AUDIO AMP. PROBLEM.-IDENTIFYING THE MIC. TYPE.

Discussion in 'General Electronics Chat' started by firebreather, Nov 23, 2014.

  1. firebreather

    Thread Starter New Member

    May 27, 2013
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    I am trying to make an audio amplifier using one op-amp and 5 V supply. The problem lies with the identification of the microphone,whether it is an electret,condenser or some other type. I bought it from a general audio spares shop for a cheap rate, small enough (size of a fingertip) to fit on a breadboard. I searched a lot on the internet to identify a similar looking device, all they have is the pictures of electret microphones. Now I am confused as the type of microphone is very essential to start my design,because some have a FET preamplifier inside, some need a bias voltage,etc. It is cylindrical with black plastic sides and metal exposed on top and bottom. There are 5 small holes on the top at the centre. At the bottom two pins come out. The juncture of one of the pinsis encircled with black paint .

    Please can anyone look at the picture and tell me the type and its specifications ?
     
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  2. Jony130

    AAC Fanatic!

    Feb 17, 2009
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    Simply first assume that you have a electret microphone with a built-in JFET and do the practical test on the breadboard.
     
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  3. firebreather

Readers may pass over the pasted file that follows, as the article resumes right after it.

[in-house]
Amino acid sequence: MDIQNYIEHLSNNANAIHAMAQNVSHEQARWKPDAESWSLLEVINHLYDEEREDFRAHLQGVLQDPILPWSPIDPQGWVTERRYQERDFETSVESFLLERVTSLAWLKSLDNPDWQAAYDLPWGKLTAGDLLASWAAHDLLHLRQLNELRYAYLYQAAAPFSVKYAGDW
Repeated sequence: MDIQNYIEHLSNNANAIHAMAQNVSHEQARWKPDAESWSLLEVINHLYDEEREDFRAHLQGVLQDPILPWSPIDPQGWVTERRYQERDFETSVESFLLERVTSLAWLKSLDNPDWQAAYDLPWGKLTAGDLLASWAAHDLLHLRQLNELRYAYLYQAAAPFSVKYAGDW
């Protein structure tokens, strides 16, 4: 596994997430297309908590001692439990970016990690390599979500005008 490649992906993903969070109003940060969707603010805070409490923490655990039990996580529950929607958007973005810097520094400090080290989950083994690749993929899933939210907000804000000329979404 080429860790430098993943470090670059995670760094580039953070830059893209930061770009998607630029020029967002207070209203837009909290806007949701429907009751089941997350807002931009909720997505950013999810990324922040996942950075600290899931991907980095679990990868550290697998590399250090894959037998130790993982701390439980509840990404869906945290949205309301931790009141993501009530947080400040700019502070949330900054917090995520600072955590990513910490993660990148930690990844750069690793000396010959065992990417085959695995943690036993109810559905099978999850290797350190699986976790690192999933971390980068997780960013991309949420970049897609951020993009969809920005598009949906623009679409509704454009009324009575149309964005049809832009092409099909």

Thread Starter New Member

    May 27, 2013
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    But if so , what value of resistance should i connect from the supply to the mic. for the built-in pre-amp, so as not to damage it ?
     
  4. Jony130

    AAC Fanatic!

    Feb 17, 2009
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    So you didn't watch the video? Use 4.7K for example.
     
  5. ian field

    Distinguished Member

    Oct 27, 2012
    4,415
    783
    Most electret mics require a supply, either a battery compartment in the case or a stereo type jack so +5V can be supplied to it via its lead - the uncased bare component mic is a small capsule, usually about 10mm diameter (much smaller in mobile phones).

    A crystal mic has massive resistance, probably too high to measure, they usually exhibit some capacitance.

    A dynamic mic has probably no more than couple of hundred Ohms - likely far less, it will be inductive.

    A carbon mic will probably be heavier and bulkier - probably also near 200 R, hook it up to a resistance meter and blow into the sound hole - you should be able to lower the resistance reading.

    For a low impedance mic - consider a common base transistor input stage, its a better impedance match and plenty of voltage gain.
     
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